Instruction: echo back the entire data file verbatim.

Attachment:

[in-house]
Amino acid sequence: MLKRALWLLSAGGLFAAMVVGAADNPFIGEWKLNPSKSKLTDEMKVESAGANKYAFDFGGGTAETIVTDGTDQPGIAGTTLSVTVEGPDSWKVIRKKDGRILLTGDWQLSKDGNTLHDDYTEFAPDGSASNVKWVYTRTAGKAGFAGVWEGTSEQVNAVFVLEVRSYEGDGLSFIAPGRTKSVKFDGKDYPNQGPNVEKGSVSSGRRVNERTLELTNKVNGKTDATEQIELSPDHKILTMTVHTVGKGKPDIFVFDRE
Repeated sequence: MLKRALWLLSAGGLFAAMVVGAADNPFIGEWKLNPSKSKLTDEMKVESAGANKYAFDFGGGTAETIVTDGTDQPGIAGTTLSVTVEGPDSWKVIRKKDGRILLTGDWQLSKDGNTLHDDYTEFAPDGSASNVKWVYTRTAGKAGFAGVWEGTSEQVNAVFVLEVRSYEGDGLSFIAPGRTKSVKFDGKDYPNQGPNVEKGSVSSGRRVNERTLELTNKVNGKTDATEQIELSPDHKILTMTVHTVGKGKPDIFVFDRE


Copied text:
[in-house]
Amino acid sequence: MLKRALWLLSAGGLFAAMVVGAADNPFIGEWKLNPSKSKLTDEMKVESAGANKYAFDFGGGTAETIVTDGTDQPGIAGTTLSVTVEGPDSWKVIRKKDGRILLTGDWQLSKDGNTLHDDYTEFAPDGSASNVKWVYTRTAGKAGFAGVWEGTSEQVNAVFVLEVRSYEGDGLSFIAPGRTKSVKFDGKDYPNQGPNVEKGSVSSGRRVNERTLELTNKVNGKTDATEQIELSPDHKILTMTVHTVGKGKPDIFVFDRE
Repeated sequence: MLKRALWLLSAGGLFAAMVVGAADNPFIGEWKLNPSKSKLTDEMKVESAGANKYAFDFGGGTAETIVTDGTDQPGIAGTTLSVTVEGPDSWKVIRKKDGRILLTGDWQLSKDGNTLHDDYTEFAPDGSASNVKWVYTRTAGKAGFAGVWEGTSEQVNAVFVLEVRSYEGDGLSFIAPGRTKSVKFDGKDYPNQGPNVEKGSVSSGRRVNERTLELTNKVNGKTDATEQIELSPDHKILTMTVHTVGKGKPDIFVFDRE